In this paper, simulation strategies are presented for the representation of real aggregate and cement grains in concrete technology. This simulation approach is incorporated in a physical concurrent algorithm-based DEM system, that is, HADES. The system is developed for making more realistic packing simulations by using nonspherical particles. It is based on a contact mechanism that evaluates the interaction forces exerted between segmented surfaces of neighboring particles. It can provide packing densities up to the dense random packing state relevant for the present purposes. More detailed information about the system can be found in [10]. A practical shape analysis study is conducted on the basis of CT and μCT results available in the international literature [7, 8]. Specific simulation strategies could be proposed for both aggregate and cement particle simulation.

2. Shape Simulation of Aggregate Grains

Aggregate in concrete can be divided into two groups, that is, gravel of fluvial origin and crushed rock, representing rounded and angular-shaped particles, respectively, as shown in Figure 1. The ellipsoid was selected to represent the river gravel particles, whereas the polyhedron was used for simulation of crushed rock grains. The surface of these model particles is tessellated by a mesh positioned on the grains’ surfaces. The mesh should be fine enough for a proper generation of the particles and interparticle computational requirement [10].

As a practical example, a series of regular polyhedrons with 4 to 8 facetted surfaces were employed to represent crushed rock aggregate as used in railroad beds [11]. This greatly simplifies the simulation, since only the two parameters should be specified, that is, the sieve size and the maximum size of the surface element. Figure 2 presents the meshed particles of the regular polyhedrons employed in this study. The volume fraction of each type of polyhedron is taken similar to that found in the field study of Guo [11].

Recently, in a study of Erdogan et al. [8], the shapes of four different types of aggregate, denoted by GR, LS, IN, and AZ, were investigated by the CT method and reconstructed by the spherical harmonic (SH) technique [8]. The most interesting information coming from this shape analysis is the global surface area () to volume () curve of each type of aggregate. A function was used to represent the versus curve for each type of aggregate [8]. The coefficients and were assessed for all cases and are listed in Table 1 [8]. The variances of the regression approximations were exceeding 0.98 in all cases.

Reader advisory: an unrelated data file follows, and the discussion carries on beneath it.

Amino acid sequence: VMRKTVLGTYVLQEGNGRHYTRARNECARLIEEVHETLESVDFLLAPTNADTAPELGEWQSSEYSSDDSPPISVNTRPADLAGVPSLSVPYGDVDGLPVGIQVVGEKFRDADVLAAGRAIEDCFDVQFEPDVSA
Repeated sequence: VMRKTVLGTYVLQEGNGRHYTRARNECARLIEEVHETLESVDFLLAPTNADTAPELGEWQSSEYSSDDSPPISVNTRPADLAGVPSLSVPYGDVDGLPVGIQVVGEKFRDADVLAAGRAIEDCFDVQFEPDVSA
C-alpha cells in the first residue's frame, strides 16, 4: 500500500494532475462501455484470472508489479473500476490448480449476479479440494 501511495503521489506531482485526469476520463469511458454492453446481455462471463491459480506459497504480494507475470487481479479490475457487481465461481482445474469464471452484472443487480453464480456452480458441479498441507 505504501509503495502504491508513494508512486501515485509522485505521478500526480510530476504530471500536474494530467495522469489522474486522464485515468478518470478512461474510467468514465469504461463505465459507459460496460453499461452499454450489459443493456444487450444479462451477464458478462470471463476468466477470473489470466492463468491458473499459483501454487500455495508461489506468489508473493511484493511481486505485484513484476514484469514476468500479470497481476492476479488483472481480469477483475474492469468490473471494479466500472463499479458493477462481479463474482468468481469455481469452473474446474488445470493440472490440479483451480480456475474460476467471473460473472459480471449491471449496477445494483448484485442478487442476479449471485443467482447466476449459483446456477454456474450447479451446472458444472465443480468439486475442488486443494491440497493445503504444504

Aggregate typeCoefficient Coefficient Variance Coefficient Sphericity

GR8.10.630.996.130.79
LS7.50.640.9976.120.79
IN8.60.620.996.060.80
AZ9.10.610.985.950.81

The regression function was employed to fit the different types of aggregate. Next, is determined (volume < 4000 mm3) with a variation lower than 5% for each type of aggregate, as given in Table 1. A common shape index like sphericity is finally determined for each type of aggregate byin which is the coefficient in the above-mentioned relationship of versus . Sphericity is defined as the surface area ratio of the equivalent sphere and the real particle, so both having equal volume. The sphericity values are also listed in Table 1. Obviously, the crushed rock types GR and LS cannot be distinguished by means of sphericity. The natural river gravel types IN and AZ have a relatively larger sphericity, as could be expected. But sphericity seems not very effective in distinguishing between actual shapes.

The proposed proportions by Guo [11] for simulation of crushed rock in railway beds are then analyzed on the basis of experimental results of Erdogan et al. [8]. Shape indices of different regular polyhedra are listed in Table 2 with the sphere as a reference. It demonstrates that the shape indices of crushed rock samples GR and LS in Table 1 are within the range of shape indices of these nine regular polyhedra. Guo [11] also proposed for the crushed rock proportions of each shape category, as listed in Table 2. Next, the composite polyhedra method proposed by Guo [11] can be compared with experimental results of GR and LS [8], shown in Figure 3. Generally speaking, Guo’s proposal fits the data of aggregates GR and LS quite well. But there is some deviation in the large particle range. Therefore, a better proportion of each category is indicated in Table 1 as well as in Figure 3. By theses proportions, information of composite polyhedra can better comply with the experimental results of GR and LS types. This practical example on crushed rock in railway beds shows that a proper global representation can be obtained by the sketched simple simulation strategy.


ShapesFacet numberSphericityProportion by Guo [11]Revised proportion

Tetrahedron40.677.2110.0%5%
Pentahedron I50.706.9512.5%5%